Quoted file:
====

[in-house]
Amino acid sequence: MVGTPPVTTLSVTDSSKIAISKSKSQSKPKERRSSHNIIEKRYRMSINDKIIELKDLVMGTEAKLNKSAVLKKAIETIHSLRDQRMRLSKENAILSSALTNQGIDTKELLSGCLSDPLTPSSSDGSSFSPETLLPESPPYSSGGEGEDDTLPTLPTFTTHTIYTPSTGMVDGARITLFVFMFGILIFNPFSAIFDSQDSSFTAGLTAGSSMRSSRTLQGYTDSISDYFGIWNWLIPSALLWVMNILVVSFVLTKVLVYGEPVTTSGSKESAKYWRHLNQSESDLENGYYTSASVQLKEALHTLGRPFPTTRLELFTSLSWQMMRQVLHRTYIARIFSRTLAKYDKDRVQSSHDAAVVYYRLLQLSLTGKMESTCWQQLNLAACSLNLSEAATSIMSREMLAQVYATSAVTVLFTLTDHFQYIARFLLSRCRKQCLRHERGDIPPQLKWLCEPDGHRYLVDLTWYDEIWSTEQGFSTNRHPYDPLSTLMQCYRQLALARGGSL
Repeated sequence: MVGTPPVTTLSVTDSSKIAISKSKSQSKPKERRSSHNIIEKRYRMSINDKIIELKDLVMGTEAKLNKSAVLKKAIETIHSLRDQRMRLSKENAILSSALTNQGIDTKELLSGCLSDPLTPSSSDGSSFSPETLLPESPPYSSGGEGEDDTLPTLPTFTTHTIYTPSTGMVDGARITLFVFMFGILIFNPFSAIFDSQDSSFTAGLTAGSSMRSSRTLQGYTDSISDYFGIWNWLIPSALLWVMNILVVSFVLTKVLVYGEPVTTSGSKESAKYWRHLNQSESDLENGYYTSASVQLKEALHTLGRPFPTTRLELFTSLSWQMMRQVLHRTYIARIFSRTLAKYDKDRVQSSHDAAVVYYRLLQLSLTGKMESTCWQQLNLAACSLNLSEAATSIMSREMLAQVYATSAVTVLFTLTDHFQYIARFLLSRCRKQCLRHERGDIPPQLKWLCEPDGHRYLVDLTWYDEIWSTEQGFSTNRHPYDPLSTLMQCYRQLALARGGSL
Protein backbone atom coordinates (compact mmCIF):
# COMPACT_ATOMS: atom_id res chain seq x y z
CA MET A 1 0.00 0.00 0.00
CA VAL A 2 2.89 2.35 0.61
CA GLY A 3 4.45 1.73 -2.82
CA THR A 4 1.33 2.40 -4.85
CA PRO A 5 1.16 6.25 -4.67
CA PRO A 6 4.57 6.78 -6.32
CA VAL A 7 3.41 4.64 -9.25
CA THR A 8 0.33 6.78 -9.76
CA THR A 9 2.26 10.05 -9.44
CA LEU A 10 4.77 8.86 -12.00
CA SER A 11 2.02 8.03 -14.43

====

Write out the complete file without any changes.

[in-house]
Amino acid sequence: MVGTPPVTTLSVTDSSKIAISKSKSQSKPKERRSSHNIIEKRYRMSINDKIIELKDLVMGTEAKLNKSAVLKKAIETIHSLRDQRMRLSKENAILSSALTNQGIDTKELLSGCLSDPLTPSSSDGSSFSPETLLPESPPYSSGGEGEDDTLPTLPTFTTHTIYTPSTGMVDGARITLFVFMFGILIFNPFSAIFDSQDSSFTAGLTAGSSMRSSRTLQGYTDSISDYFGIWNWLIPSALLWVMNILVVSFVLTKVLVYGEPVTTSGSKESAKYWRHLNQSESDLENGYYTSASVQLKEALHTLGRPFPTTRLELFTSLSWQMMRQVLHRTYIARIFSRTLAKYDKDRVQSSHDAAVVYYRLLQLSLTGKMESTCWQQLNLAACSLNLSEAATSIMSREMLAQVYATSAVTVLFTLTDHFQYIARFLLSRCRKQCLRHERGDIPPQLKWLCEPDGHRYLVDLTWYDEIWSTEQGFSTNRHPYDPLSTLMQCYRQLALARGGSL
Repeated sequence: MVGTPPVTTLSVTDSSKIAISKSKSQSKPKERRSSHNIIEKRYRMSINDKIIELKDLVMGTEAKLNKSAVLKKAIETIHSLRDQRMRLSKENAILSSALTNQGIDTKELLSGCLSDPLTPSSSDGSSFSPETLLPESPPYSSGGEGEDDTLPTLPTFTTHTIYTPSTGMVDGARITLFVFMFGILIFNPFSAIFDSQDSSFTAGLTAGSSMRSSRTLQGYTDSISDYFGIWNWLIPSALLWVMNILVVSFVLTKVLVYGEPVTTSGSKESAKYWRHLNQSESDLENGYYTSASVQLKEALHTLGRPFPTTRLELFTSLSWQMMRQVLHRTYIARIFSRTLAKYDKDRVQSSHDAAVVYYRLLQLSLTGKMESTCWQQLNLAACSLNLSEAATSIMSREMLAQVYATSAVTVLFTLTDHFQYIARFLLSRCRKQCLRHERGDIPPQLKWLCEPDGHRYLVDLTWYDEIWSTEQGFSTNRHPYDPLSTLMQCYRQLALARGGSL
Protein backbone atom coordinates (compact mmCIF):
# COMPACT_ATOMS: atom_id res chain seq x y z
CA MET A 1 0.00 0.00 0.00
CA VAL A 2 2.89 2.35 0.61
CA GLY A 3 4.45 1.73 -2.82
CA THR A 4 1.33 2.40 -4.85
CA PRO A 5 1.16 6.25 -4.67
CA PRO A 6 4.57 6.78 -6.32
CA VAL A 7 3.41 4.64 -9.25
CA THR A 8 0.33 6.78 -9.76
CA THR A 9 2.26 10.05 -9.44
CA LEU A 10 4.77 8.86 -12.00
CA SER A 11 2.02 8.03 -14.43